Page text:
Nottinghamshire 415 (Hameed 112, Mullaney 92, Fletcher 50, Roland-Jones 4-64, Andersson 3-87) and 6 for 0 lead Middlesex 195 (Pattinson 4-49, Broad 3-39) by 226 runs
Pattinson signed for Notts on an initial one-year deal over the winter as an overseas player – despite the fact he holds a British passport – after retiring from international cricket at the age of 31. That status will allow him to return to Australia to play for Victoria and Melbourne Renegades later this year, at which point he will assess whether his body can cope with the strain of playing all year round.
He looked fit – and fired up – throughout the 17 overs he bowled in the day, and his five-over spell from the Pavilion End after tea would not have looked out of place in a Test match. Three balls after the interval, he bowled Mark Stoneman through the gate with a nip-backer, going wide on the crease from around the wicket and angling the ball up the slope.
And Pattinson’s duel with Peter Handscomb, his Victoria captain, was the highlight. Handscomb is yet to score a half-century at Lord’s since he arrived at Middlesex last summer but played fluently throughout his innings on a slowish pitch, scoring heavily square of the wicket.
He came through a test against the short ball, pulling Pattinson for four when he came around the wicket, but was caught on the crease when he pitched full, trapped in front for 48. Pattinson roared in characteristic style in close proximity to Handscomb; rarely has a Championship dismissal at Lord’s lent itself to Victorian first grade cricket to such an extent.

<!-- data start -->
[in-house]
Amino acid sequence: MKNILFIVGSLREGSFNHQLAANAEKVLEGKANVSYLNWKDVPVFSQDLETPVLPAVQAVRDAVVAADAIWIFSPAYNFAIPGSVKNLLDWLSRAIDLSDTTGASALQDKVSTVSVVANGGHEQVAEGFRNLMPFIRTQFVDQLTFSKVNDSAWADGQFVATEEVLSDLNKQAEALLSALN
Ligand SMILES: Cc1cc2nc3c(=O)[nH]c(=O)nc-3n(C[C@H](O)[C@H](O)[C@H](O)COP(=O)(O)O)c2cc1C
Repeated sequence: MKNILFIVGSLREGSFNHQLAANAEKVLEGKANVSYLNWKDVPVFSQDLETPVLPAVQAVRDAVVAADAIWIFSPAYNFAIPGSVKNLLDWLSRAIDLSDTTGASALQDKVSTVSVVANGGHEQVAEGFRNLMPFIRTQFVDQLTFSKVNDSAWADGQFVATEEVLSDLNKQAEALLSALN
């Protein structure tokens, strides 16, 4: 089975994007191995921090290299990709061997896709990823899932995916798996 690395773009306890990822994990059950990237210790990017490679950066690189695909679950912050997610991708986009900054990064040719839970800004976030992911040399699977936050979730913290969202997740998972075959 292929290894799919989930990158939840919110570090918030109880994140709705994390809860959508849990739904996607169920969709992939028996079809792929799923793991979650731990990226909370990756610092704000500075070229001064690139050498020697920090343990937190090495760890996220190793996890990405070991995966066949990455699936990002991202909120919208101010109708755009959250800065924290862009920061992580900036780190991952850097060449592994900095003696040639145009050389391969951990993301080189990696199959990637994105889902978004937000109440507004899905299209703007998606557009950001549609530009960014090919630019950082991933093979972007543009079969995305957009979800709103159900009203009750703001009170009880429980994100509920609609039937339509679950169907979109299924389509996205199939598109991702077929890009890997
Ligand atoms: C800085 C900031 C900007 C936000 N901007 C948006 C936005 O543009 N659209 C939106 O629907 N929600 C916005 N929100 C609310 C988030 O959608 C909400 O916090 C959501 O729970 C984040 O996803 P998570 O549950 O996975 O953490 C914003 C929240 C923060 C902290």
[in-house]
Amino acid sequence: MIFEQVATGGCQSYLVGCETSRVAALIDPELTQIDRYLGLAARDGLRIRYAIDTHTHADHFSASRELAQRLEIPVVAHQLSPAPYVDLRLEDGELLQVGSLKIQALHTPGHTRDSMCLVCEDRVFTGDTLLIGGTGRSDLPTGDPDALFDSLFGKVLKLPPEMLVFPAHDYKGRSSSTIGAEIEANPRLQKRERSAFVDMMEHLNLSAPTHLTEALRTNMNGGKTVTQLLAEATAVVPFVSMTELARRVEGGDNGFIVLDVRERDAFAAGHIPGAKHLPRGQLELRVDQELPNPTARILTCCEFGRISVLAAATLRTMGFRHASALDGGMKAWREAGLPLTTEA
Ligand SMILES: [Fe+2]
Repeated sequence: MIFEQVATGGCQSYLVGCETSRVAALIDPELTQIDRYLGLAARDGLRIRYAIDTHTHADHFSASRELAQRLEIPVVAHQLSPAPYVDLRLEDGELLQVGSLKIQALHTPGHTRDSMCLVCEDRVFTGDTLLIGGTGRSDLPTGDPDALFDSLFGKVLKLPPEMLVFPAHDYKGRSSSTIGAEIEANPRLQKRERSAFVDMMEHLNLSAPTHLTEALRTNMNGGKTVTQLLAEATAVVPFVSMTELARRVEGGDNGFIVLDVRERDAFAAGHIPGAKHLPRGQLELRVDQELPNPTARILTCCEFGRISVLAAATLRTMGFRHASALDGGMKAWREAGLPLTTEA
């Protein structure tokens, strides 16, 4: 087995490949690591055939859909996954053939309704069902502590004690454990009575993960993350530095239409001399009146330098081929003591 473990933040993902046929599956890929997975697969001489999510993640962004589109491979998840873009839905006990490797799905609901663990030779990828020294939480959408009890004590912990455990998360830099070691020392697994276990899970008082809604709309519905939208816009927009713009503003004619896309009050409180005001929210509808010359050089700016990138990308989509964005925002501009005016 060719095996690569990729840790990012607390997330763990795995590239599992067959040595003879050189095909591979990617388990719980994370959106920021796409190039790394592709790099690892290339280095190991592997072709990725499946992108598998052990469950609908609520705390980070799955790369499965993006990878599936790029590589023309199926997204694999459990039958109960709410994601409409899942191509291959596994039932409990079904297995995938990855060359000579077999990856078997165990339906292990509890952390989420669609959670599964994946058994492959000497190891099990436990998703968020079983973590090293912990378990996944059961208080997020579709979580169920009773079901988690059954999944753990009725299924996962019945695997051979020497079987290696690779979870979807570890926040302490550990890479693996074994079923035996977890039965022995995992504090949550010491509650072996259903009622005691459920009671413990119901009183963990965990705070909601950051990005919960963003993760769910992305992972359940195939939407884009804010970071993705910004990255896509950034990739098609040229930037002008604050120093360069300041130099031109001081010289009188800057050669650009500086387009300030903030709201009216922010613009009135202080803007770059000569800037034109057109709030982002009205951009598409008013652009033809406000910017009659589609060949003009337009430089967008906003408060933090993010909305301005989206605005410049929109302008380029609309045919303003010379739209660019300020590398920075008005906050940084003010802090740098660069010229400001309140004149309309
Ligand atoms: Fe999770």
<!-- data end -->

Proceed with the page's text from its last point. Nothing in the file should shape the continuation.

Middlesex ended the day wondering how things had slipped out of their grasp after Toby Roland-Jones started it with a spell of 9-4-18-4, trapping Steven Mullaney lbw with the first ball of the day and then removing Tom Moores, Liam Patterson-White (both bowled) and Pattinson (caught behind) in quick succession.
But Fletcher and Broad held them up with a stand of 63 in 12.4 overs, with Fletcher tucking into Hollman’s legbreaks and clubbing his way to a sixth first-class fifty from No. 11. He was eventually caught behind for 50 off 54 when he tried to scythe Martin Andersson through point; Broad, unusually, played second fiddle, unbeaten on 11.
Broad’s own contribution was limited to three late wickets as Middlesex’s tailenders looked to swing their way towards the follow-on target: Roland-Jones and Andersson were caught on the pull, while Murtagh was cleaned up poking at a full ball. Broad is candid enough to admit that he is using the early stages of the Championship season as preparation for England’s first Test of the summer, against New Zealand here in two weeks’ time.
He will be grateful, then, for some rest before he bowls again after Notts opted not to enforce the follow-on. Unfortunately for him, it seems unlikely they will still be batting by the time his beloved Nottingham Forest close out the first leg of their play-off semi-final against Sheffield United after tea.
Matt Roller is an assistant editor at ESPNcricinfo. @mroller98